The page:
Webb, New York

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Webb
Town
Location within Herkimer County
Location within Herkimer County
Webb is located in New York
Webb
Webb
Location within the state of New York
Coordinates: 43°46′4″N 74°56′41″W / 43.76778°N 74.94472°W / 43.76778; -74.94472Coordinates: 43°46′4″N 74°56′41″W / 43.76778°N 74.94472°W / 43.76778; -74.94472
Country United States
State New York
County Herkimer
Government
 • Type Town Council
 • Town Supervisor Theodore Riehle Jr. (R)
 • Town Council
Area
 • Total 482.9 sq mi (1,250.8 km2)
 • Land 451.0 sq mi (1,168.1 km2)
 • Water 31.9 sq mi (82.7 km2)
Elevation 1,732 ft (528 m)
Population (2010)
 • Total 1,807
Time zone Eastern (EST) (UTC-5)
 • Summer (DST) EDT (UTC-4)
FIPS code 36-78927[1]
GNIS feature ID 0979613[2]

Webb is the northernmost town in Herkimer County, New York, United States. The town is named after William Seward Webb, President of the Raquette Lake Transportation Company, the Fulton Chain Railway Company, Fulton Navigation Company, and the Mohawk and Malone Railway; his railroads were instrumental in opening the Adirondacks to the tourism rush of the mid- to late 19th century. The Adirondack Scenic Railroad traverses the town.

History[edit]

Attempts were made to settle Webb around 1800 and 1811, but both efforts failed. The first permanent settlers arrived around 1837.

In 1836, the "Town of Wilmurt" was formed from parts of the towns of Ohio and Russia. Only the south part of Wilmurt was heavily settled. Webb was formed from the northern part of the now-defunct town of Wilmurt in 1896. Part of Wilmurt was returned to the town of Ohio.

When Dr. Webb's Mohawk and Malone Railway reached the town in 1892, it precipitated twenty years of prosperity from lumbering and tourism

Geography[edit]

According to the United States Census Bureau, the town has a total area of 482.9 square miles (1,251 km2), of which, 451.0 square miles (1,168 km2) of it is land and 31.9 square miles (83 km2) of it (6.61%) is water.

Webb has the most land area of any town in New York State, although Brookhaven covers a larger area when including water. In contrast, Green Island is the smallest town based on area at .07 square miles (0.18 km2).

Webb is in the Adirondack Park. One end of the Fulton Chain Lakes is located in the town.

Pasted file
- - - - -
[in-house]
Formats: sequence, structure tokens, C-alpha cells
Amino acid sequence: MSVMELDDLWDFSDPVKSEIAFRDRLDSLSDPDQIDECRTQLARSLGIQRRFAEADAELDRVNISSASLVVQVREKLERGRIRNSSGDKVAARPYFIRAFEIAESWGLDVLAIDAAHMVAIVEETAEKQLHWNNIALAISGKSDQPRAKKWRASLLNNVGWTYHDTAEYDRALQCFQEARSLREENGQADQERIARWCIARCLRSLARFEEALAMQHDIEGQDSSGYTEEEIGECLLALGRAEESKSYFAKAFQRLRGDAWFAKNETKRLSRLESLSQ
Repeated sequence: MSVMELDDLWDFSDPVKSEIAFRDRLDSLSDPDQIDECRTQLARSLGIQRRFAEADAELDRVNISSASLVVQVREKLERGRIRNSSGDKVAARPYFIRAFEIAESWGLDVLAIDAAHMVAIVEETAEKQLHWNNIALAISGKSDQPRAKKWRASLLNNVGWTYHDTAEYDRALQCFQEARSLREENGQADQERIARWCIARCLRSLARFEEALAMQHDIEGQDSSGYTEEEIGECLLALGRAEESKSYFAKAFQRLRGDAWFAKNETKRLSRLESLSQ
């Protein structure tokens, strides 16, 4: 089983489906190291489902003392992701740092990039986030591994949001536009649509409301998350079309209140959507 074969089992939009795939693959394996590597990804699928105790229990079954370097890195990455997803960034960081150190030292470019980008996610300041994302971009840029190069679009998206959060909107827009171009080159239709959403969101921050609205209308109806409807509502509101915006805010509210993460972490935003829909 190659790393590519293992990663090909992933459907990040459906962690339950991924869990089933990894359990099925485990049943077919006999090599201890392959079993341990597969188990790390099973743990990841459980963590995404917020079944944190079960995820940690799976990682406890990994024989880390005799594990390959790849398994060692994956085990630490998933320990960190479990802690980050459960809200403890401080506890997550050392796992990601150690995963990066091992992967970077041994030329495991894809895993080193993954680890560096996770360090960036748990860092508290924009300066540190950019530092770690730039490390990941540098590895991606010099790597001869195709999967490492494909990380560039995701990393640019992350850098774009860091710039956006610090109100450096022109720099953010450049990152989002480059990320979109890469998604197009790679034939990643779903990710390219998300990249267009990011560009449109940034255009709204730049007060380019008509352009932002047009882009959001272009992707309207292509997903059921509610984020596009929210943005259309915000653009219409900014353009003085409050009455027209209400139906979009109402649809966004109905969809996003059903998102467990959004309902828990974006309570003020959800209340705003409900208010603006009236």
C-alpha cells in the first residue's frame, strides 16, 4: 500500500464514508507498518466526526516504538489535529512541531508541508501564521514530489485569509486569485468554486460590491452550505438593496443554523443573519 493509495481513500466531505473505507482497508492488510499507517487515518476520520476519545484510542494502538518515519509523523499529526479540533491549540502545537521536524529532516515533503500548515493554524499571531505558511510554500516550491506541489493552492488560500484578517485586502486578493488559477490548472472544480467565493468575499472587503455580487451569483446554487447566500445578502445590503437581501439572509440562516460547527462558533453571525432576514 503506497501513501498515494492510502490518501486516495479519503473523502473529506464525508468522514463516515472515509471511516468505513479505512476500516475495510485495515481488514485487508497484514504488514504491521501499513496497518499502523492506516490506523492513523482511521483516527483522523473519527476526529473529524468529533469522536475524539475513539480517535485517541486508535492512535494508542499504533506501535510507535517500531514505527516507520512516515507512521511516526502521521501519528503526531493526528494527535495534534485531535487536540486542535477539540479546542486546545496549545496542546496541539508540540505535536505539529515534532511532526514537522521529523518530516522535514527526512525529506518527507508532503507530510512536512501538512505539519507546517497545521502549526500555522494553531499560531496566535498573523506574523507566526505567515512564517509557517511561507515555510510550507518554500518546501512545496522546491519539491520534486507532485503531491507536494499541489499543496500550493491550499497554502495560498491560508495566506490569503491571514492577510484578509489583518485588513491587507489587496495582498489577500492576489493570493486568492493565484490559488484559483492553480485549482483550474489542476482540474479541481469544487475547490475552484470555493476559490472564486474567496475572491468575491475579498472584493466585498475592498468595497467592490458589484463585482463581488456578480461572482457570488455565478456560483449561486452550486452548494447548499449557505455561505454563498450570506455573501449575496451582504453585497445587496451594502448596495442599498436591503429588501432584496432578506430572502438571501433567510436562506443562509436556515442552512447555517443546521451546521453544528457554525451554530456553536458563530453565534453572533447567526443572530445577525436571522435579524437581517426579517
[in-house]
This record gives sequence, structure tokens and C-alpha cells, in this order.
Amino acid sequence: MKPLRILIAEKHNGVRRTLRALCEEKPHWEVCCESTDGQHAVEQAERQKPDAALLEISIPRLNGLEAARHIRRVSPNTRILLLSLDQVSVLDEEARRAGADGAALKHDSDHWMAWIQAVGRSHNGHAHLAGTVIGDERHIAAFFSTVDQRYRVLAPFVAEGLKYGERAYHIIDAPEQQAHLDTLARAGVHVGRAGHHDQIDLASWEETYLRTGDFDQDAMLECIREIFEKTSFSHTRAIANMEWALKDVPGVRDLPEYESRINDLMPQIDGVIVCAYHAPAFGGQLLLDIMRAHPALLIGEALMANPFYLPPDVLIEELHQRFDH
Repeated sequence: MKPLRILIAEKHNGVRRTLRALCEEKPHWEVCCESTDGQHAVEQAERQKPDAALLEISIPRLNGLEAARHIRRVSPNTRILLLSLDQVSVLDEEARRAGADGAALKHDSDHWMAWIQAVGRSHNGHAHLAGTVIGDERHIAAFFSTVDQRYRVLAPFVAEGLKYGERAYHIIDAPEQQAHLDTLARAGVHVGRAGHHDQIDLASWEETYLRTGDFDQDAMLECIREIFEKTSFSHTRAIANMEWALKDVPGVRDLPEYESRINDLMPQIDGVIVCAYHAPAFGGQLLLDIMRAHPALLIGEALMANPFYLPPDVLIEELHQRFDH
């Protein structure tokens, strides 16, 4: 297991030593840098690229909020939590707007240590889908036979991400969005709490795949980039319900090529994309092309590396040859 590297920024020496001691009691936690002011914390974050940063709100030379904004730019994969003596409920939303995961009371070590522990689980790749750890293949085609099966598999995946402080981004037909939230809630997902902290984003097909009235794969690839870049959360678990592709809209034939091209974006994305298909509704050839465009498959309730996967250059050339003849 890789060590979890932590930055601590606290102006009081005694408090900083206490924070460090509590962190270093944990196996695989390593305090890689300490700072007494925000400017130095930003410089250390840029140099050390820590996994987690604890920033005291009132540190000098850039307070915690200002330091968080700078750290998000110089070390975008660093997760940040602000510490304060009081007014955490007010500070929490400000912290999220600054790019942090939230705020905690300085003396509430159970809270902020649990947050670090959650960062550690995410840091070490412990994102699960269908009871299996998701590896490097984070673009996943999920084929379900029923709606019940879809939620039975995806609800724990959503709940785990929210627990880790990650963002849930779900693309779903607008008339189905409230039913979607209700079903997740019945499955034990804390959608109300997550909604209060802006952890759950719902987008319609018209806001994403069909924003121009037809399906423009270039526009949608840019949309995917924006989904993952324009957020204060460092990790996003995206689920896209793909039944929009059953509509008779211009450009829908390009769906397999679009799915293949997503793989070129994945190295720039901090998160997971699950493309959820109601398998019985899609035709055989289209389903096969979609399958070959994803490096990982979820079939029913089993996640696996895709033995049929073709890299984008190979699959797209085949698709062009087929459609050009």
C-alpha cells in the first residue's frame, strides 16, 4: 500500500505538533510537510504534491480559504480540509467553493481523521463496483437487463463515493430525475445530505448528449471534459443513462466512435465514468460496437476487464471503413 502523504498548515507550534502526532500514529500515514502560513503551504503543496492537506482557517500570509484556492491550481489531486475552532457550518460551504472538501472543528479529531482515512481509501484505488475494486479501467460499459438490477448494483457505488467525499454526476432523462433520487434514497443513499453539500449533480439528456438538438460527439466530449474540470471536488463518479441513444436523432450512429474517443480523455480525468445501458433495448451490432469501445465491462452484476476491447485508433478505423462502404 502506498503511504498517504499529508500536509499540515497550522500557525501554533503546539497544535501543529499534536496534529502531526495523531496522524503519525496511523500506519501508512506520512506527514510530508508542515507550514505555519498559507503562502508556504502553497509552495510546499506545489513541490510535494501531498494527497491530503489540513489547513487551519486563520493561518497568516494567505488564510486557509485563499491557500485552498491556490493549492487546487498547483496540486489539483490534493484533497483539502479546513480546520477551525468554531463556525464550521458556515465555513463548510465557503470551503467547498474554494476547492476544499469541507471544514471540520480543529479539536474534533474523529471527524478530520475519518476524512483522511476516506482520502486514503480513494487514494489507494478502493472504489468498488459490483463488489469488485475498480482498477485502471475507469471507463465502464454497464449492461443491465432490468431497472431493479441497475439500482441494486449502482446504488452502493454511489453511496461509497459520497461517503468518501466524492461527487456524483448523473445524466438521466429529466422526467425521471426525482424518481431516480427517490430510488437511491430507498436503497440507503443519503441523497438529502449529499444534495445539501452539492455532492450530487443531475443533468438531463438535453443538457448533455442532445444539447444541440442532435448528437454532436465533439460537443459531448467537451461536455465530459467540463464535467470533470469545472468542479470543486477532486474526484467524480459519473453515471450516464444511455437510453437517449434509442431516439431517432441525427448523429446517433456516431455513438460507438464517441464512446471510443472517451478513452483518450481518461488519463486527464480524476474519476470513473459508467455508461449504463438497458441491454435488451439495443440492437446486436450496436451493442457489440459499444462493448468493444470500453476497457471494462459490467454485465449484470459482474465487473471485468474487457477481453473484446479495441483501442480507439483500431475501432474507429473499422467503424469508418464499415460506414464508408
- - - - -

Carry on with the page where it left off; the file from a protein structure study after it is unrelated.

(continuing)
Demographics[edit]

As of the census[1] of 2000, there were 1,912 people, 845 households, and 534 families residing in the town. The population density was 4.2 people per square mile (1.6/km²). There were 3,833 housing units at an average density of 8.5 per square mile (3.3/km²). The racial makeup of the town was 97.96% White, 0.68% African American, 0.26% Native American, 0.26% Asian, 0.16% from other races, and 0.68% from two or more races. Hispanic or Latino of any race were 0.89% of the population.

There were 845 households out of which 24.1% had children under the age of 18 living with them, 54.3% were married couples living together, 5.9% had a female householder with no husband present, and 36.7% were non-families. 29.9% of all households were made up of individuals and 13.4% had someone living alone who was 65 years of age or older. The average household size was 2.21 and the average family size was 2.72.

In the town the population was spread out with 20.2% under the age of 18, 7.5% from 18 to 24, 25.6% from 25 to 44, 29.0% from 45 to 64, and 17.7% who were 65 years of age or older. The median age was 43 years. For every 100 females there were 96.9 males. For every 100 females age 18 and over, there were 98.4 males.

The median income for a household in the town was $35,541, and the median income for a family was $43,516. Males had a median income of $30,906 versus $20,398 for females. The per capita income for the town was $19,910. About 4.5% of families and 8.8% of the population were below the poverty line, including 11.5% of those under age 18 and 5.5% of those age 65 or over.

Communities and locations in Webb[edit]

  • Adirondack Woodcraft Camps – Located in Old Forge off of Rondaxe Road, the now coed camp has been operating for over 80 years and is one of the oldest summer camps remaining in the nation.
  • Beaver River – A location the south side of Stillwater Reservoir.
  • Big Moose – A hamlet on Route 1 west of Big Moose Lake.
  • Bisby Lodge – A historic location.
  • Brandreth – A location near the eastern town border.
  • Camp Rondaxe – A location near the junction of Routes NY-28 and 93.
  • Carter Station – A historic location.
  • Eagle Bay – A hamlet on the north side of Fourth Lake at the junction of Routes 1 and 28.
  • Fourth Lake – A large lake shared with Hamilton County, New York. Fourth Lake is actually the last part of a larger lake with each section having an ordinal designation. This system is the Fulton Chain Lakes.
  • Keepawa – A hamlet by the eastern town line.
  • Little Rapids – A location at the east end of the Stillwater Reservoir.
  • McKeever – A hamlet on Route 28 at the western town border.
  • Minnehaha – A hamlet near the west side of the town, east of McKeever on Route 28.
  • Moshier Falls – A hamlet on the western border of the town with Lewis County, New York.
  • Mountain Lodge – A location on Route 118 southeast of Old Forge.
  • Old Forge – A hamlet on Route 28. Old Forge often records the lowest winter temperatures in New York. Old Forge is the principal community in the region, and, along with the adjacent community Thendara, forms an extensive business district.
  • Stillwater – A hamlet by Stillwater Reservoir.
  • Stillwater Reservoir – A large lake in the northern part of the town.
  • Thendara – A hamlet on Route 28 immediately to the west of Old Forge.
  • Woods Lake – A hamlet in the northeast part of the town.
  • YMCA Camp Gorham - An overnight camp on Darts Lake.

References[edit]

External links[edit]